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Lenten Reading Plan 2018

The Church’s hymns are filled with rich and beautiful texts that provide congregations the opportunity to put words of Scripture to song. This Lenten season, we invite you to join us in our 2018 Lenten reading plan. Each day, we’ll focus on a new hymn stanza and the associated Scripture reading that inspired it.

“Savior, When in Dust to Thee” (LSB 419)

Beginning with Ash Wednesday and continuing up until the First Sunday in Lent, we’ll focus on the text of “Savior, When in Dust to Thee.” Each stanza of the hymn ends with a plea for the Lord to “hear our penitential cry!” During this season of repentance, we take comfort in knowing that the Lord has indeed heard our cries, sacrificing His own Son for our redemption.


“O Love, How Deep” (LSB 544)

Our focus during the first full week in Lent will be the deep, self-sacrificing love of God in Christ Jesus. The words of this hymn echo Paul’s words in Ephesians 3:14–21, as he prays that the Church would be able to know how deep and broad and high is the love of Christ.


“Christ, the Life of All the Living” (LSB 420)

Thousand, thousand thanks shall be,
Dearest Jesus, unto Thee.
(LSB 420)

Throughout the second week in Lent, we remember all that Christ has given for us. Our Lord and Savior took upon Himself the suffering and scorn, pain and humiliation, all for our sake. We give thanks for this great exchange, in which Christ has taken the sin of the world upon Himself that we might have His righteousness.


“Jesus Sinners Doth Receive” (LSB 609)

In the Gospels, our Lord reminds us that He has “not come to call the righteous but sinners to repentance” (Luke 5:32). May we ponder this saying each day during the third week in Lent and take comfort in knowing that because of Jesus, we will find an “open heaven” (LSB 609, st. 7).


“Salvation unto Us Has Come” (LSB 555)

During the fourth week in Lent, we will read together stanzas 1, 2, 5, 6, 7, 9, and 10 of “Salvation unto Us Has Come.” Although this hymn is not reserved exclusively for the Lenten season, the text, by Paul Speratus, provides us with a wonderful opportunity to focus on Christ’s fulfilling of the Law for us.


“My Song Is Love Unknown” (LSB 430)

My song is love unknown,
   My Savior’s love to me,
Love to the loveless shown
   That they might lovely be.
Oh, who am I
   That for my sake
   My Lord should take
Frail flesh and die?
(LSB 430, st. 1)

These words from the first stanza of “My Song Is Love Unknown” bring to mind the words of Romans 5:6–10. Our Lord has come to the loveless and unlovable, for us, the greatest of sinners. We who were enemies of God have now become His friends and spend our days singing His sweet praise.


“Hosanna, Loud Hosanna” (LSB 443)

As Holy Week begins, we turn our eyes to the cross. As we sing our hosannas, we focus especially on the third stanza of hymn 443 in Lutheran Service Book:

“Hosanna in the highest!”
That ancient song we sing;
For Christ is our Redeemer,
The Lord of heav’n our King.
Oh, may we ever praise Him
With heart and life and voice
And in His blissful presence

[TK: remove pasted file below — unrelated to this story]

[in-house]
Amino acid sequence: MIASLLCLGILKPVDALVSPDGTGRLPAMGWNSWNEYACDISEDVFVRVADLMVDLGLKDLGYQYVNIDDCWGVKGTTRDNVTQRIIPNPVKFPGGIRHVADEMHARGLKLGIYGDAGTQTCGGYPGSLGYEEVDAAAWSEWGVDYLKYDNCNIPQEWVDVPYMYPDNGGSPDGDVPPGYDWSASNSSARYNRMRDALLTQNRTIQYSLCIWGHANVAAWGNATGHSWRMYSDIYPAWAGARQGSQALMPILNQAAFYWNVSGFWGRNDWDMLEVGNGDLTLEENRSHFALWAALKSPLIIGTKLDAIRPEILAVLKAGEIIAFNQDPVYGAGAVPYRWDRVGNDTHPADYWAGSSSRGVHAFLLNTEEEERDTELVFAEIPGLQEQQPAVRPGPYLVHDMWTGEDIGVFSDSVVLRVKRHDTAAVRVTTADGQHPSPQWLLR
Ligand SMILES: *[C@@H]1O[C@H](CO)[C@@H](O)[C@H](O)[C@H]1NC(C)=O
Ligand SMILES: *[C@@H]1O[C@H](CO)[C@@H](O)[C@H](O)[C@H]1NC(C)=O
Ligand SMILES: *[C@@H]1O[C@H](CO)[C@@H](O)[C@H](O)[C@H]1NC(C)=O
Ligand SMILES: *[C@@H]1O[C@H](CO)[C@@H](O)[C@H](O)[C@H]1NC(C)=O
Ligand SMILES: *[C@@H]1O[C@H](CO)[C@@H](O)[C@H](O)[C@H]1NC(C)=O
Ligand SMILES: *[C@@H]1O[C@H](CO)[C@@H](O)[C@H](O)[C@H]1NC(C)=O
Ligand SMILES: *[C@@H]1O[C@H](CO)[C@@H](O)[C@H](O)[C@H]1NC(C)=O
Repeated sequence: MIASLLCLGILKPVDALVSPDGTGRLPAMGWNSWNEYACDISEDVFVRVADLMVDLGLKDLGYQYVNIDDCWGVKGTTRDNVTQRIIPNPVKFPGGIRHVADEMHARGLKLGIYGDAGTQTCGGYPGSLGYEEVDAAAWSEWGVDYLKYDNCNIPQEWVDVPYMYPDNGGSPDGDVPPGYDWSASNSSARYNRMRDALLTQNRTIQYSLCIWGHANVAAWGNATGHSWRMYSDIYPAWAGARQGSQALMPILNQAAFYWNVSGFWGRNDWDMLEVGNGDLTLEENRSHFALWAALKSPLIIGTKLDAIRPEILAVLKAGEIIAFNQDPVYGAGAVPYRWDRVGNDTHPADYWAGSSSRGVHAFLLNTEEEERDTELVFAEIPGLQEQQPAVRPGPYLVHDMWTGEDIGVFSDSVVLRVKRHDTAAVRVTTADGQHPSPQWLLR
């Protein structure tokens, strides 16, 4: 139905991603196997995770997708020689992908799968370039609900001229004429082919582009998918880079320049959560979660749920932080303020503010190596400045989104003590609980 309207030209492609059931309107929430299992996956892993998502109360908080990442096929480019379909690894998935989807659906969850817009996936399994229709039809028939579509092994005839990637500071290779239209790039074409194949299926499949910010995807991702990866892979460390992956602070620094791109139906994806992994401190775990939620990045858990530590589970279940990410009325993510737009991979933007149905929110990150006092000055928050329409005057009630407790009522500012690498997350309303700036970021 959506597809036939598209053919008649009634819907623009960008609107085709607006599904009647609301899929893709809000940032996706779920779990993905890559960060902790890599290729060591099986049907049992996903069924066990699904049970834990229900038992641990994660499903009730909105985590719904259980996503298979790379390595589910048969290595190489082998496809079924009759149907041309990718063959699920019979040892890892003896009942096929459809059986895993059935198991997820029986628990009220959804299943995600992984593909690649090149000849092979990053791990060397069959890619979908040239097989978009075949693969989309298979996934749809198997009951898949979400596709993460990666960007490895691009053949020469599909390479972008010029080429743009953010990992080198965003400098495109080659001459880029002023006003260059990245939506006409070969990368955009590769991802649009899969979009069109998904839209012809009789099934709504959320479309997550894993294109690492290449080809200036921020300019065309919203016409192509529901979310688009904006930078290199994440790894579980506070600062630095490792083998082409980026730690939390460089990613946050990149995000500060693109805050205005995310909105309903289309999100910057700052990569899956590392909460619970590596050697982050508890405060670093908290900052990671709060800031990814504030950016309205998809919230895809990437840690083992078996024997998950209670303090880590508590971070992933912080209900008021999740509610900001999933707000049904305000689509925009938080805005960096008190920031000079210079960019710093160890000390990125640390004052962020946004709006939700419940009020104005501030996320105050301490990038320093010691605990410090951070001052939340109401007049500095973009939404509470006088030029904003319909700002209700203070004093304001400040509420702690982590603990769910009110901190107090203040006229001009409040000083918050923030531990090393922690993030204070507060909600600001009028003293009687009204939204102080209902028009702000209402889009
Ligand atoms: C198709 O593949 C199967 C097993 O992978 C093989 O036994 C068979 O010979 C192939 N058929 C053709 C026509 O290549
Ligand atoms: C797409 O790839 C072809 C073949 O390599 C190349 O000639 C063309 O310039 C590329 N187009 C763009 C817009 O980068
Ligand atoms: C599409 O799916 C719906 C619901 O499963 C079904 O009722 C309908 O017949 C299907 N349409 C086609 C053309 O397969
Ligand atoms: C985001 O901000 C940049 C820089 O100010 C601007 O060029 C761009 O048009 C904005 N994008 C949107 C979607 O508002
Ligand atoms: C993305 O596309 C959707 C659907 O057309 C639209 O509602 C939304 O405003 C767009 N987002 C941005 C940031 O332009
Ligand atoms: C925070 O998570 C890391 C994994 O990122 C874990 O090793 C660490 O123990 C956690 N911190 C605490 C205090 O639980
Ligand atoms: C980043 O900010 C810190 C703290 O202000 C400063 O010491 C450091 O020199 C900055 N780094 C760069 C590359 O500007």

Eternally rejoice!


“Lamb of God, Pure and Holy” (LSB 434)

In the three days between Palm Sunday and Holy Thursday, our focus shifts to the three stanzas of hymn 434, “Lamb of God, Pure and Holy.” Each of these stanzas shares this beautiful reminder:

All sins Thou borest for us,
Else had despair reigned o’er us.

Even in this most holy and sorrowful of weeks, let not despair reign over us, but let us have hope and rest in the Lord’s mercy.


“Let All Mortal Flesh Keep Silence” (LSB 621)

Our focus on Holy Thursday will be directed toward stanza 2 of “Let All Mortal Flesh Keep Silence.” As you partake of the Holy Supper, ponder the mystery that the Lord of lords comes to us in, with, and under the bread and wine with His true body and blood.


“Upon the Cross Extended” (LSB 453)

The Prince of Life from heaven
Himself has freely given
To shame and blows and bitter death.
(LSB 453, st. 1)

Christ our Lord has freely given Himself over to a sinner’s death on the cross. As we reflect on this hymn and read the words of 1 Peter 2:21–24, we are reminded that Christ is indeed the pure Lamb of God in whom there is not sin nor spot nor stain. He entrusted Himself to the just Judge and endured the worst of suffering in order that all our wounds would be healed.


“O Perfect Life of Love” (LSB 452)

Our Lord’s lifeless body lay in the grave on that first Holy Saturday. His work was completed, the Scriptures fulfilled, just as He said. On this final day in Lent, we remember that all of God’s promises stand fulfilled in Christ—including His promise to rise on the third day.

We hope this reading plan assists you in your devotional practices during Lent. Download the guide now and share it with families at your church!

Download Reading Plan
Written by

Anna Johnson

Deaconess Anna Johnson is a marketing manager at Concordia Publishing House. After graduating from the deaconess program at Concordia University Chicago, she continued her studies at the University of Colorado—Denver in education and human development. She has worked as a church youth director and served a variety of other nonprofit organizations, such as the Lutheran Mission Society of Maryland. Anna loves playing video games and drinking a hot cup of tea almost as much as she loves her cat and her husband.


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